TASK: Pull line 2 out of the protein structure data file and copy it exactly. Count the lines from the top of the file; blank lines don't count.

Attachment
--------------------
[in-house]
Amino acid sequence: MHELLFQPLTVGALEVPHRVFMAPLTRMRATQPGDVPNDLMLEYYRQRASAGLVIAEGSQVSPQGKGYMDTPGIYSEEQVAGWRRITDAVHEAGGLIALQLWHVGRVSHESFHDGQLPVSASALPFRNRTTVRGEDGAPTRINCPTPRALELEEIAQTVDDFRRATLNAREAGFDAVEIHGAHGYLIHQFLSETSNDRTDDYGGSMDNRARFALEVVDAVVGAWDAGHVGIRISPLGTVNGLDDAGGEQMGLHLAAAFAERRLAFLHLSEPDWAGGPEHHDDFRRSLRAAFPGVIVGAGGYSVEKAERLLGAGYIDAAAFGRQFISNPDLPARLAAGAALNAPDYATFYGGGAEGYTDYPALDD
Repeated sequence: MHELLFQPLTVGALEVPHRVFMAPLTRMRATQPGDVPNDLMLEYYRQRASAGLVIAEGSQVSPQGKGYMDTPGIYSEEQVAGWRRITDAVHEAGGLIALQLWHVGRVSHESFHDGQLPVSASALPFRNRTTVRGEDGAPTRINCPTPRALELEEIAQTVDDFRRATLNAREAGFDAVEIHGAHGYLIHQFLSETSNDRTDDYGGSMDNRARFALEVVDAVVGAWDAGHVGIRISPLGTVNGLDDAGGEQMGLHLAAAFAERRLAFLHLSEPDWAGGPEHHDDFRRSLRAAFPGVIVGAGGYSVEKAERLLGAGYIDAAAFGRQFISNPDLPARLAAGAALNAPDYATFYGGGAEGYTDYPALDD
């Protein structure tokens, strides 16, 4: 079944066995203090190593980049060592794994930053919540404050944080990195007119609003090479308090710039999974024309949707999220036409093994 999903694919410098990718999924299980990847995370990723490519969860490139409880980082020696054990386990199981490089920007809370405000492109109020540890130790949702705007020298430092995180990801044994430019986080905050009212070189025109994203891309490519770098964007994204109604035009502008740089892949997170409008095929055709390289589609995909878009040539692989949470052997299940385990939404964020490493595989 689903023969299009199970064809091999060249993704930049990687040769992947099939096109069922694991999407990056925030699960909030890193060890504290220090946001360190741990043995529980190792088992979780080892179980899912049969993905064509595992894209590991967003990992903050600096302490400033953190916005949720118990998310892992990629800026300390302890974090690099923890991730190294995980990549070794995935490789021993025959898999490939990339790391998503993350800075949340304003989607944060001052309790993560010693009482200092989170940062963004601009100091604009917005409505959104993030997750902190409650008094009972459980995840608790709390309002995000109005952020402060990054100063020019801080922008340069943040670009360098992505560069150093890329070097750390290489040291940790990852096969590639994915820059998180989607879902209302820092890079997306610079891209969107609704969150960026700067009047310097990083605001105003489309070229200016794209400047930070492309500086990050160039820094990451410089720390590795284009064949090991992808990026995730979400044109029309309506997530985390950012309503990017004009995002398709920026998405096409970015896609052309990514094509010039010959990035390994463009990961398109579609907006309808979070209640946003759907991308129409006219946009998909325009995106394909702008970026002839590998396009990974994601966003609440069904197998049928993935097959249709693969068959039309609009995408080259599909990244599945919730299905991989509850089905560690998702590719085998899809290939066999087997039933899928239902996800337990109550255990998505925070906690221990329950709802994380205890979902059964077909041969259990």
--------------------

Amino acid sequence: MHELLFQPLTVGALEVPHRVFMAPLTRMRATQPGDVPNDLMLEYYRQRASAGLVIAEGSQVSPQGKGYMDTPGIYSEEQVAGWRRITDAVHEAGGLIALQLWHVGRVSHESFHDGQLPVSASALPFRNRTTVRGEDGAPTRINCPTPRALELEEIAQTVDDFRRATLNAREAGFDAVEIHGAHGYLIHQFLSETSNDRTDDYGGSMDNRARFALEVVDAVVGAWDAGHVGIRISPLGTVNGLDDAGGEQMGLHLAAAFAERRLAFLHLSEPDWAGGPEHHDDFRRSLRAAFPGVIVGAGGYSVEKAERLLGAGYIDAAAFGRQFISNPDLPARLAAGAALNAPDYATFYGGGAEGYTDYPALDD